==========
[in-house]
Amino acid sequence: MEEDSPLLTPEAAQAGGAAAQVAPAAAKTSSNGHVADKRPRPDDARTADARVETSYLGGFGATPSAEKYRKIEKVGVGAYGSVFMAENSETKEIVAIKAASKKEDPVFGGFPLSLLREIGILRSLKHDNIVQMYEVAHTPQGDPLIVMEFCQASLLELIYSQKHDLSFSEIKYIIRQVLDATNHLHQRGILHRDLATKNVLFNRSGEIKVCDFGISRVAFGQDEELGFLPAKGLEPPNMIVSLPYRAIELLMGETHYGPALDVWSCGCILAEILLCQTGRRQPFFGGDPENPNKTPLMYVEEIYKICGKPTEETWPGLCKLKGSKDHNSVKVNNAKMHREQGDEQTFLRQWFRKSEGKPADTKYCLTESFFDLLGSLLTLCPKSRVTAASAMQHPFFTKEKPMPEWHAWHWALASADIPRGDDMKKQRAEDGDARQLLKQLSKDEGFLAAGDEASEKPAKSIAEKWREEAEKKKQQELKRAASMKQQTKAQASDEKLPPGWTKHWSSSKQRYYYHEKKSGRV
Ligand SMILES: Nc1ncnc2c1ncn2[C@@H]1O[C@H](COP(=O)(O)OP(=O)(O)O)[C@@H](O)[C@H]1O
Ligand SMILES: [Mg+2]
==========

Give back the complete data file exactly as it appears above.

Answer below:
[in-house]
Amino acid sequence: MEEDSPLLTPEAAQAGGAAAQVAPAAAKTSSNGHVADKRPRPDDARTADARVETSYLGGFGATPSAEKYRKIEKVGVGAYGSVFMAENSETKEIVAIKAASKKEDPVFGGFPLSLLREIGILRSLKHDNIVQMYEVAHTPQGDPLIVMEFCQASLLELIYSQKHDLSFSEIKYIIRQVLDATNHLHQRGILHRDLATKNVLFNRSGEIKVCDFGISRVAFGQDEELGFLPAKGLEPPNMIVSLPYRAIELLMGETHYGPALDVWSCGCILAEILLCQTGRRQPFFGGDPENPNKTPLMYVEEIYKICGKPTEETWPGLCKLKGSKDHNSVKVNNAKMHREQGDEQTFLRQWFRKSEGKPADTKYCLTESFFDLLGSLLTLCPKSRVTAASAMQHPFFTKEKPMPEWHAWHWALASADIPRGDDMKKQRAEDGDARQLLKQLSKDEGFLAAGDEASEKPAKSIAEKWREEAEKKKQQELKRAASMKQQTKAQASDEKLPPGWTKHWSSSKQRYYYHEKKSGRV
Ligand SMILES: Nc1ncnc2c1ncn2[C@@H]1O[C@H](COP(=O)(O)OP(=O)(O)O)[C@@H](O)[C@H]1O
Ligand SMILES: [Mg+2]